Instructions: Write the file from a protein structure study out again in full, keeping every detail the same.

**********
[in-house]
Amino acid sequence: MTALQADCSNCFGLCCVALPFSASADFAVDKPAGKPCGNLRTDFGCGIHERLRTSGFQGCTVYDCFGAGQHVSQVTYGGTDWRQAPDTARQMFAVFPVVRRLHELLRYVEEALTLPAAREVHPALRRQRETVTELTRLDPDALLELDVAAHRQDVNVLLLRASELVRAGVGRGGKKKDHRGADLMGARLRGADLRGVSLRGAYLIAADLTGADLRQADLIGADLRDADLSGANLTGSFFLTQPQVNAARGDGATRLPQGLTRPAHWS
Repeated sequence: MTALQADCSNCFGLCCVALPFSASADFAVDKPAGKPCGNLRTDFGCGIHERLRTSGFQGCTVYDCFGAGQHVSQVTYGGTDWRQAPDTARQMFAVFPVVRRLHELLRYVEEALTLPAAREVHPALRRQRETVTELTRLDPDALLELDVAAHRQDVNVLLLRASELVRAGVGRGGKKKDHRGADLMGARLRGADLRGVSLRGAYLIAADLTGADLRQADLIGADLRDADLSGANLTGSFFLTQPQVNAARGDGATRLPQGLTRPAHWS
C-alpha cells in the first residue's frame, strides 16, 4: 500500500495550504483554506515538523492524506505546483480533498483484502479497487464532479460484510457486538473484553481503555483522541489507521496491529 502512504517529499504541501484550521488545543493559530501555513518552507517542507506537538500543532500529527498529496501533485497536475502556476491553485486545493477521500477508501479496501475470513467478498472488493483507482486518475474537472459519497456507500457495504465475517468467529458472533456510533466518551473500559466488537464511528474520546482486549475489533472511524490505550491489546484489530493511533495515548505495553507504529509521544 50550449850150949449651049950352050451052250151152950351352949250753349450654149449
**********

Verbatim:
[in-house]
Amino acid sequence: MTALQADCSNCFGLCCVALPFSASADFAVDKPAGKPCGNLRTDFGCGIHERLRTSGFQGCTVYDCFGAGQHVSQVTYGGTDWRQAPDTARQMFAVFPVVRRLHELLRYVEEALTLPAAREVHPALRRQRETVTELTRLDPDALLELDVAAHRQDVNVLLLRASELVRAGVGRGGKKKDHRGADLMGARLRGADLRGVSLRGAYLIAADLTGADLRQADLIGADLRDADLSGANLTGSFFLTQPQVNAARGDGATRLPQGLTRPAHWS
Repeated sequence: MTALQADCSNCFGLCCVALPFSASADFAVDKPAGKPCGNLRTDFGCGIHERLRTSGFQGCTVYDCFGAGQHVSQVTYGGTDWRQAPDTARQMFAVFPVVRRLHELLRYVEEALTLPAAREVHPALRRQRETVTELTRLDPDALLELDVAAHRQDVNVLLLRASELVRAGVGRGGKKKDHRGADLMGARLRGADLRGVSLRGAYLIAADLTGADLRQADLIGADLRDADLSGANLTGSFFLTQPQVNAARGDGATRLPQGLTRPAHWS
C-alpha cells in the first residue's frame, strides 16, 4: 500500500495550504483554506515538523492524506505546483480533498483484502479497487464532479460484510457486538473484553481503555483522541489507521496491529 502512504517529499504541501484550521488545543493559530501555513518552507517542507506537538500543532500529527498529496501533485497536475502556476491553485486545493477521500477508501479496501475470513467478498472488493483507482486518475474537472459519497456507500457495504465475517468467529458472533456510533466518551473500559466488537464511528474520546482486549475489533472511524490505550491489546484489530493511533495515548505495553507504529509521544 50550449850150949449651049950352050451052250151152950351352949250753349450654149449